For the past few weeks rumors have abounded that The New Yorker was preparing a “hit piece” on Arianna Huffington. Since the term “hit piece” is not something we normally associate with The New Yorker we had our suspicions as to how hard-hitting it was actually going to be. Still, word on the street was that New Yorker scribe Lauren Collins had been doing some digging, so who knew!
Well turns out all the concern (anticipation?) was unnecessary. Collin’s profile is a mostly flattering one (Huffington is “one of the Anglophone world’s most nimble and ubiquitous communicators”), revealing very little about the woman behind the online media empire (full disclosure: we worked at HuffPo for a short time and continue to make intermittent appearances). So, the question on everyone’s mind now appears to be, were there perhaps some things that Collins missed (like, is it strange there’s no mention of Huffington Post CEO Betsy Morgan)?
Ryan Tate over at Gawker compiled his own laundry list of possible questions Collins could have (should have?) asked.
But there’s so much missing, so much that should be in this 14-page story, starting first with how she runs the Huffington Post would any male mogul be profiled at such length with so little said about how he runs his business? and continuing through to juicer questions about her dating life and cultlike religious guru.
Some examples per Tate:
Collins also delves into the much-explored topic of Huffington’s affiliation with spiritual guru John-Roger. But what about how she has stocked her site with fans of the culty leader?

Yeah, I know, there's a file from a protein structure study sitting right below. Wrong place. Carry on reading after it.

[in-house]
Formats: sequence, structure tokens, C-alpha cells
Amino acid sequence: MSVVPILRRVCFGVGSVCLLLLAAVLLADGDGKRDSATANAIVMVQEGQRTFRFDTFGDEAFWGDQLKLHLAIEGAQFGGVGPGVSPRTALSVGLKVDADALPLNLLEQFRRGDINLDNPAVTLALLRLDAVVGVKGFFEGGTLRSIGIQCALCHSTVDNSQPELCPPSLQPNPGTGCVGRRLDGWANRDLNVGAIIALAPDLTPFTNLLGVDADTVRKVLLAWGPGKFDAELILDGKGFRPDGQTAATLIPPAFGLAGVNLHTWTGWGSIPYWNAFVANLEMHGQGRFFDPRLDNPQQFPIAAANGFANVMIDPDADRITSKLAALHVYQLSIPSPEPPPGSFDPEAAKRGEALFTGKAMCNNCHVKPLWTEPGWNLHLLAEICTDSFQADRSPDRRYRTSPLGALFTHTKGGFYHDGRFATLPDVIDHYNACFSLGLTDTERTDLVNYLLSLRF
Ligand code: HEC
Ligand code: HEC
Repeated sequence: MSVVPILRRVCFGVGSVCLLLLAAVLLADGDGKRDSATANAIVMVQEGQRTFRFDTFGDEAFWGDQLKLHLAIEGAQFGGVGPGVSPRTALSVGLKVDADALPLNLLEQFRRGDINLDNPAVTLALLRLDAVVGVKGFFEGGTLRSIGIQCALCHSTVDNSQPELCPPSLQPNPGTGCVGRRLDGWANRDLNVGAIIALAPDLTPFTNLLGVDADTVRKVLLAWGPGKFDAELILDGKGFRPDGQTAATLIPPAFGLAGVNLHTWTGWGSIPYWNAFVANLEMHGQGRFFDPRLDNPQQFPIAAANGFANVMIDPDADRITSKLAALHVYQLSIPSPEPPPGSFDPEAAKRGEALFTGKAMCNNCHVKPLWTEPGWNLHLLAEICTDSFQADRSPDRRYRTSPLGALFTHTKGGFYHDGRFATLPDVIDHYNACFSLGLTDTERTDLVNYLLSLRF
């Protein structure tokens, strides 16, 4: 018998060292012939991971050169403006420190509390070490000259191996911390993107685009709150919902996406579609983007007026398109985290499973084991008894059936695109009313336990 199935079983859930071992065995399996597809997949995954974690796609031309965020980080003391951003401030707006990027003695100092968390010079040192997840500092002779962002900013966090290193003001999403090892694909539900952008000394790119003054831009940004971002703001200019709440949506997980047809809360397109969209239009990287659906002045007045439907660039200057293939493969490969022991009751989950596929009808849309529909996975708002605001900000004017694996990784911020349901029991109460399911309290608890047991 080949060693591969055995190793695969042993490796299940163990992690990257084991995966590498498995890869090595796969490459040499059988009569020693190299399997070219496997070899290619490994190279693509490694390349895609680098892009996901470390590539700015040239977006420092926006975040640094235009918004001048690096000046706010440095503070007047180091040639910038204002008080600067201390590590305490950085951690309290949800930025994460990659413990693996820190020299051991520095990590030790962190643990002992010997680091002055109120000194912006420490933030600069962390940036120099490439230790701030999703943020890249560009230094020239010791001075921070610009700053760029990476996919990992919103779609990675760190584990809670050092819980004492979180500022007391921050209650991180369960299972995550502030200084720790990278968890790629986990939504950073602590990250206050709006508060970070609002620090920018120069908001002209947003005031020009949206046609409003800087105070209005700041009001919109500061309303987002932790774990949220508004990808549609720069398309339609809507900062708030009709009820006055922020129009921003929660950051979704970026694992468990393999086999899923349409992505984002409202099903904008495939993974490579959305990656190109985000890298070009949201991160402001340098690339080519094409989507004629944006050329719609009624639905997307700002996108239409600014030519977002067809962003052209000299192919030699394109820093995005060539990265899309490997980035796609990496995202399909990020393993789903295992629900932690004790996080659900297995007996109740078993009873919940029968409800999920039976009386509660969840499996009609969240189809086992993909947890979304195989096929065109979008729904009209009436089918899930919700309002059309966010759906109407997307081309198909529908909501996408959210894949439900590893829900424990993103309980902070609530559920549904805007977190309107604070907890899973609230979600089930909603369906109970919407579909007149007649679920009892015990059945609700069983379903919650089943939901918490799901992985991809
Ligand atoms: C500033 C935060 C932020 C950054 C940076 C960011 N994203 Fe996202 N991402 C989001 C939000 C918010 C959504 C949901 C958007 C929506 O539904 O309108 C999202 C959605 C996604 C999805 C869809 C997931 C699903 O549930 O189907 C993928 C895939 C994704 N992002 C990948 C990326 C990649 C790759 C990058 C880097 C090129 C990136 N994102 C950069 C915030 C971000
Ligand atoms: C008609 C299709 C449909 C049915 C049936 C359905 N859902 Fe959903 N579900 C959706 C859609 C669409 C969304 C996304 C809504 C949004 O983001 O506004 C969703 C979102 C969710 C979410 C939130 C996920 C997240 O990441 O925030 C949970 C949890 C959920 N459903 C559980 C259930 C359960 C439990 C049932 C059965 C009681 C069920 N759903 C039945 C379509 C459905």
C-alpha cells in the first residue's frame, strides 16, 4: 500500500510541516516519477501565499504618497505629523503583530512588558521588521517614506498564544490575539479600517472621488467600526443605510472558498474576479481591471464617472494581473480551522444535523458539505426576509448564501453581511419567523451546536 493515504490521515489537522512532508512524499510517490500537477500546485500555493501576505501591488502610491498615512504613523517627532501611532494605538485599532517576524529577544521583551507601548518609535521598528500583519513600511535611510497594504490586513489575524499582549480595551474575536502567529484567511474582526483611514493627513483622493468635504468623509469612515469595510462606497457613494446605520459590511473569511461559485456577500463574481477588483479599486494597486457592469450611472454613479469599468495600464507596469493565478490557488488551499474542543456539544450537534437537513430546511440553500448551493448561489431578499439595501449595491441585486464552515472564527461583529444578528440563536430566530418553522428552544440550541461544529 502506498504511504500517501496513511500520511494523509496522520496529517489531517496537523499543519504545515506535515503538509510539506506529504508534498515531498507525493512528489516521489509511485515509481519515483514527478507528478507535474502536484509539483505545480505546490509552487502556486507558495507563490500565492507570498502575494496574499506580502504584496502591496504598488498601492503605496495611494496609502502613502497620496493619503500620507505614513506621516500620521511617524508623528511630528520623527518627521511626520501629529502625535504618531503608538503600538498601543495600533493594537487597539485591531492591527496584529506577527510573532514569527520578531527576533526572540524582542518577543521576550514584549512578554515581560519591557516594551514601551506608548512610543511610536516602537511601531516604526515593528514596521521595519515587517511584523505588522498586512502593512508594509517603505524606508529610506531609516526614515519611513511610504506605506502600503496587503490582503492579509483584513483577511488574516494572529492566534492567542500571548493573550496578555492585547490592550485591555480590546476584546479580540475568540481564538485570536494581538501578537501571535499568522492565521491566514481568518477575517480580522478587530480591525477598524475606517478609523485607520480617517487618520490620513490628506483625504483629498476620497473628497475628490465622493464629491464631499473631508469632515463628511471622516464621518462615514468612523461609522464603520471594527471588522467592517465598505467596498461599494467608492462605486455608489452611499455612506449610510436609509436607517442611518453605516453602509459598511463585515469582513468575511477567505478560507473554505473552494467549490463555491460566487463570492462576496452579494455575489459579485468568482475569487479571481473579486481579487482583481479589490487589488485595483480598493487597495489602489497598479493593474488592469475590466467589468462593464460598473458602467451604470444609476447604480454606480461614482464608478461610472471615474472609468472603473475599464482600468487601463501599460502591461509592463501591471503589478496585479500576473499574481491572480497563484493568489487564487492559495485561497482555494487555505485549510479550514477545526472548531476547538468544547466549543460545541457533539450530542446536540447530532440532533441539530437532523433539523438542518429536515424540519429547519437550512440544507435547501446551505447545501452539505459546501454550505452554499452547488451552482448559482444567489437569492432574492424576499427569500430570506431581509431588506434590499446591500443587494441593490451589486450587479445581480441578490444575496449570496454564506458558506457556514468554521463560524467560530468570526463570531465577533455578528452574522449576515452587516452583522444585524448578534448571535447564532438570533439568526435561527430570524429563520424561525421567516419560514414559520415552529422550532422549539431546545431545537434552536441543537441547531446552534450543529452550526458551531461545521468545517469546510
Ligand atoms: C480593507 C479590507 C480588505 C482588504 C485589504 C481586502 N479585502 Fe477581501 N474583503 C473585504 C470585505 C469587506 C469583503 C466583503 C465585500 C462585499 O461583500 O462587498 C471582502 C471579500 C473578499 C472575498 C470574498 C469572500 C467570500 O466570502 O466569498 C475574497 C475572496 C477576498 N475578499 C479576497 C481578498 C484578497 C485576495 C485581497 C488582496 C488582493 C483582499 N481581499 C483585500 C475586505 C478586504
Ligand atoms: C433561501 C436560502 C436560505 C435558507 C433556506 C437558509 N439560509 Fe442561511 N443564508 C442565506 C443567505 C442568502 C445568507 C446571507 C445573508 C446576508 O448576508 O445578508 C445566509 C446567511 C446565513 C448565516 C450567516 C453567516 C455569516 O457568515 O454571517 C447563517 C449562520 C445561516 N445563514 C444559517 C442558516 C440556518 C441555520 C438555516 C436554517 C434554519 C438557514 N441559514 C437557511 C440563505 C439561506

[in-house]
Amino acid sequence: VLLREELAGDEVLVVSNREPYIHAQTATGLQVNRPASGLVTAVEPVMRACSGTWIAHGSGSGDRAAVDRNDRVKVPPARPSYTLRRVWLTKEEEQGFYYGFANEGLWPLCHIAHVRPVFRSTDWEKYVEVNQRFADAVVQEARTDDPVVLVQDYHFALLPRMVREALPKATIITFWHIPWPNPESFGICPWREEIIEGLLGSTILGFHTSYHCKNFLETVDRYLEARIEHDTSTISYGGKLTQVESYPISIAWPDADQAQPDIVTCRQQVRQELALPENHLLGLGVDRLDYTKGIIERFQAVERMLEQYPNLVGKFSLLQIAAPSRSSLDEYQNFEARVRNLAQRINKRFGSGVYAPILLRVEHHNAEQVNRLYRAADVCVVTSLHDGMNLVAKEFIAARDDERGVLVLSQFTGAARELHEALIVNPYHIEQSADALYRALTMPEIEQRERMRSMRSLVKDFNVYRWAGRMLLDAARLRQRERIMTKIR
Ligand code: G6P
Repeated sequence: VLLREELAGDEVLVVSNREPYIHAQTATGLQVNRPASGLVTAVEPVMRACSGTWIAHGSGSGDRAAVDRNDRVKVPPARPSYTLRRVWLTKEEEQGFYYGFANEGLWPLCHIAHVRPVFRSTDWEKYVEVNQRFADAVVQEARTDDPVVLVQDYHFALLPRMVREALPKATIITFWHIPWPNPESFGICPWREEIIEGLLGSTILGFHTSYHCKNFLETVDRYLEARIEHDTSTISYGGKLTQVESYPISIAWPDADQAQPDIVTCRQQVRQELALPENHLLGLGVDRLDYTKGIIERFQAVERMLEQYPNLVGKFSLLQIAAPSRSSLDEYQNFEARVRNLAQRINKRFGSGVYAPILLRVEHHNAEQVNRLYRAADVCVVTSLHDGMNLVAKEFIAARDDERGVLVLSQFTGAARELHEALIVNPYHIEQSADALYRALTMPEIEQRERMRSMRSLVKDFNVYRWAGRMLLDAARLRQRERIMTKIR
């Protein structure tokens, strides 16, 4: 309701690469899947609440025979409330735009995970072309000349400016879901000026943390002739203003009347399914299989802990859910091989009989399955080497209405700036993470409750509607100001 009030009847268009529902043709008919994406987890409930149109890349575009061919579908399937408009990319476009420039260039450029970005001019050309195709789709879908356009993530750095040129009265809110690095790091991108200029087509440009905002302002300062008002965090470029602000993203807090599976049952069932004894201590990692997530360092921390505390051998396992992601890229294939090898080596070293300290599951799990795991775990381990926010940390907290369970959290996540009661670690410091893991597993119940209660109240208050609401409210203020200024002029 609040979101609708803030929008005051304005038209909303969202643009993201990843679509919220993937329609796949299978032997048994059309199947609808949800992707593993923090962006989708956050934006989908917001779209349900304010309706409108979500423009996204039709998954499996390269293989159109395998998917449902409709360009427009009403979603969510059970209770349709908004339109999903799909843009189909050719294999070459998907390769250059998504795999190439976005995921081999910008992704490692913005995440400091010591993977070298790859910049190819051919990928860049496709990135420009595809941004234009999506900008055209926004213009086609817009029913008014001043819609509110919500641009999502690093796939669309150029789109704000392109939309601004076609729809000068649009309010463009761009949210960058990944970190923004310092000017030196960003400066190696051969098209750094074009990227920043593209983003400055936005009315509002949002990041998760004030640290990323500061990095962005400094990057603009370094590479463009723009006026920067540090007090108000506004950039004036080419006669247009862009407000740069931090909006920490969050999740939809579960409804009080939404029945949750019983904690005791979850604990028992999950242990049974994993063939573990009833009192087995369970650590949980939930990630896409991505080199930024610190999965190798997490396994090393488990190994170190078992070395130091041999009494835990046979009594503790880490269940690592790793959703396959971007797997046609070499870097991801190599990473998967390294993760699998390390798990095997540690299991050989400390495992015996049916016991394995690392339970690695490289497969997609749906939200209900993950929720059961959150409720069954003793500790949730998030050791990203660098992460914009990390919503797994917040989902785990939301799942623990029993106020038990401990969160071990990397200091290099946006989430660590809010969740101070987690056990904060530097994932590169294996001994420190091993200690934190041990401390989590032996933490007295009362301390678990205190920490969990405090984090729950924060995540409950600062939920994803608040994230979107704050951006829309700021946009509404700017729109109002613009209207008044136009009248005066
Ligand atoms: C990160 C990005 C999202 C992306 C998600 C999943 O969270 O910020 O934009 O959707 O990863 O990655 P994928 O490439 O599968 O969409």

Just one paragraph on the Tim Russert feud? Can she still not come up with anything nice to say? Is it true top NBC News staff hated her even more after Russert died?
How does Arianna run the Huffington Post? What’s it like to work there? It’s hardly surprising or scandalous that Huffington can be an “erratic… high-strung boss” or that she has lost 15+ employees, as reported in the profile. Sample quote: “One of the frustrating things was that she had absolutely no compunctions about saying, ‘Hey, do this,’ and then saying, ‘Why did you do that? I never asked you to do that.'”
If the HuffPo has been called an “internet newspaper,” as the New Yorker reminds us, Collins would have been well-served to take a look at how much it spends on actual reporting. Mayhill Fowler, arguably its brightest star at the moment, paid her own expenses and received no salary. Huffington herself said many staff left because they “wanted to be writers…. the jobs are administrative.”
Lauren Collins crafts a solicitous if not fully satisfying opus on a woman of nerve, energy, eclectic intellect and renowned networking aplomb. If there is a thesis, it surfaces late…readers don’t get much insight into how she’s actually pulled off this impressively successful website and gained a distinctly new status amid the bloody competition of the Internet.